|....................... ......Fly Fishing Yellowstone National Park
Fly Fishing the Gardner River - Fishing Tales - Part 2
Almost all of the lower few miles of the Gardner River from near the North
Entrance Gate up to the 45th Parallel at the Bridge crossing the road is pocket
water. It is fast and difficult to maneuver in some places. There are a lot of large
boulders in the river making huge pockets in some places. There are several
larger pool, some long runs and only a few shallow riffles located in one
particular area where the terrain flattens out some.
About all of the lower part of this section of river is fast pocket water. In some
areas it is very difficult to wade upstream. You have to get in and out of the
water to keep progressing upstream. I guess I should stop and mention that
fishing in an up stream direction is about the only way we fish this type of water.
Sometimes the trees and large boulders along the banks force you to have to
get into the water. We only wade when we have to. Even though this is a river, it
is small. You can cast across it anywhere you want to.
Several years ago, when we first started fishing the Gardner River, we used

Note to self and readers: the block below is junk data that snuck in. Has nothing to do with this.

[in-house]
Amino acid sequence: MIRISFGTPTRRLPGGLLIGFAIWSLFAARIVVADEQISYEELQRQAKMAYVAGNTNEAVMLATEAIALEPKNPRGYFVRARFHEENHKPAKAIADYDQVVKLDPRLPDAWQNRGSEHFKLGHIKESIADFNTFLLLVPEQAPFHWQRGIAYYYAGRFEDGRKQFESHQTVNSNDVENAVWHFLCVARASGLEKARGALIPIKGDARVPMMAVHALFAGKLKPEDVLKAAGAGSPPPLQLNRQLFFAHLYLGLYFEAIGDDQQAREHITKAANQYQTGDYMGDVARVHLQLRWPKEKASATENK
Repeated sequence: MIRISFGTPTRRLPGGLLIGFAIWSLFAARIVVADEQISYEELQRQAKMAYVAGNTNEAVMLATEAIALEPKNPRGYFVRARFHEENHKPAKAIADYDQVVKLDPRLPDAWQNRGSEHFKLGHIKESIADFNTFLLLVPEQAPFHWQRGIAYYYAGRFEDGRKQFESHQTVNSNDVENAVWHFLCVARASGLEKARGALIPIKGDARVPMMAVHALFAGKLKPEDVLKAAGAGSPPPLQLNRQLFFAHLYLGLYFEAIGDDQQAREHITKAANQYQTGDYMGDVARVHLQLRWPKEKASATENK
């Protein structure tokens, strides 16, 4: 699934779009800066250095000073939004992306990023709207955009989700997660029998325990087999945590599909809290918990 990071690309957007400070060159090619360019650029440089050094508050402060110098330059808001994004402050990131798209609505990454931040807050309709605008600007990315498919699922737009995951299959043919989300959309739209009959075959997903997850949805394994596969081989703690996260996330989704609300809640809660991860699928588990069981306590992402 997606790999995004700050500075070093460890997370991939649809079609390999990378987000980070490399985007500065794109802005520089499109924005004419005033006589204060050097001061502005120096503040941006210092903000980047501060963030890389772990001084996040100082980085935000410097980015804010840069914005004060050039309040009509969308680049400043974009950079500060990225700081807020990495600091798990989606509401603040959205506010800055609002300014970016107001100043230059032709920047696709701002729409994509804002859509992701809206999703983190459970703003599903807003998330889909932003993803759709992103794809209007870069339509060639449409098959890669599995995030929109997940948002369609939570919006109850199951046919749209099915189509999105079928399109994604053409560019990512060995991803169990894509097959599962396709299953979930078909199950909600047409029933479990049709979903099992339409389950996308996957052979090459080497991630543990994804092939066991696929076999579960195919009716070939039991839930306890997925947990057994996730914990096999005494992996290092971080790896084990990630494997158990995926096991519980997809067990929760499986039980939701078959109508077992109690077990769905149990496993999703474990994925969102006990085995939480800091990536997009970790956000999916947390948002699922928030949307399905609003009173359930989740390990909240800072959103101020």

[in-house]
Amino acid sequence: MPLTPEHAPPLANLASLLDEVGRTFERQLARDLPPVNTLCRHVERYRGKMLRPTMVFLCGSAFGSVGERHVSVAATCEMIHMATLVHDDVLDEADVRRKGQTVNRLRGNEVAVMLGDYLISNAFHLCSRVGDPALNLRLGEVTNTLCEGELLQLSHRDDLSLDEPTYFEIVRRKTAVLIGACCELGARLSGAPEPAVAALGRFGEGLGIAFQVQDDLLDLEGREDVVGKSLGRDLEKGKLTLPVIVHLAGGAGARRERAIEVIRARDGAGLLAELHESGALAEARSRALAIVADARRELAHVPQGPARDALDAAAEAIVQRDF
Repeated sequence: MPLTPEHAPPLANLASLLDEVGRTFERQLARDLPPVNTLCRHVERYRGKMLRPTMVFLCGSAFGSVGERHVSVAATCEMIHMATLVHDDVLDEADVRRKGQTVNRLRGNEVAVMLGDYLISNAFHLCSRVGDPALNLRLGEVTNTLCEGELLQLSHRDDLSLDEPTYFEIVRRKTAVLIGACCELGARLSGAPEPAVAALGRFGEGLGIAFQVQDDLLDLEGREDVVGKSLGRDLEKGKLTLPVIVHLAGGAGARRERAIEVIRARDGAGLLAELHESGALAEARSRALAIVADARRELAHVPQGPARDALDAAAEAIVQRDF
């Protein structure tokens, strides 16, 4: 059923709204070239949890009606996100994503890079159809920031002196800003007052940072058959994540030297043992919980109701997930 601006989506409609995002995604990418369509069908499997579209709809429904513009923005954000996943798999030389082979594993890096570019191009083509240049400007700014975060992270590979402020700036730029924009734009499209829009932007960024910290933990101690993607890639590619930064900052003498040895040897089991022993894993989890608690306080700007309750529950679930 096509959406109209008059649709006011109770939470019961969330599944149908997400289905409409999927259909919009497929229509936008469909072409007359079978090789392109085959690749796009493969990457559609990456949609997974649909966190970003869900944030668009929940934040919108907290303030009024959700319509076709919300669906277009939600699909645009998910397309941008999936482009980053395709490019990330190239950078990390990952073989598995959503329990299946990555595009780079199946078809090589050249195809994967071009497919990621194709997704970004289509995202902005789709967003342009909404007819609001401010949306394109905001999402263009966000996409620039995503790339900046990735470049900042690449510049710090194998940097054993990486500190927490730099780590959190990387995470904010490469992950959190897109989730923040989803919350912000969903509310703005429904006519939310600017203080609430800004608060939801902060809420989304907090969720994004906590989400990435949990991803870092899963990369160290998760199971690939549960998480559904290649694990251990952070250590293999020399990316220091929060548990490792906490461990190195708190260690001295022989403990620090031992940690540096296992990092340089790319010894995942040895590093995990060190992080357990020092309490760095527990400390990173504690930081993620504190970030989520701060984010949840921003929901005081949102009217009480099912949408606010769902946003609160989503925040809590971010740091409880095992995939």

mostly attractor flies. Parachute Adams dry flies was the usually dry fly. The fish
responded rather well. Later, when we begin to develop our own Perfect Flies,
we used our own specific imitations exclusively. The most exciting hatch that
occurs here is the Salmonflies. There is also a huge Golden Stonefly hatch that
takes place about the same time as the Salmonfly hatch. It is stonefly heaven
because the fast, highly oxygenated water provides a perfect habitat for them.
There are plenty of Little Yellow Stoneflies too. We call them Yellow Sallys.
Of course there are several different species of mayflies and caddisflies that
make the river their home but they don't exist in huge quantities. Probably the
most available mayfly is the Pale Morning Duns or maybe, the Blue-winged
Olives. They hatch is spotty locations, not solid up and down the stream.
When the season first opens, the Gardner River is usually still high and stained
from the runoff. It is usually near the end of the month of June before the river
clears up. As soon as it does, the fishing is terrific. The Salmonfly hatch starts
about the early part of July. The Golden Stoneflies will show up well before the
Salmonflies have deposited their eggs. Most years we have found both
stoneflies there at the same time. The trout have plenty to eat when this
happens. We try to catch the early part of the hatch before they become full of
the large nymphs. There can be a lull time between the start of the hatch and
the egg laying.
Copyright 2009 James Marsh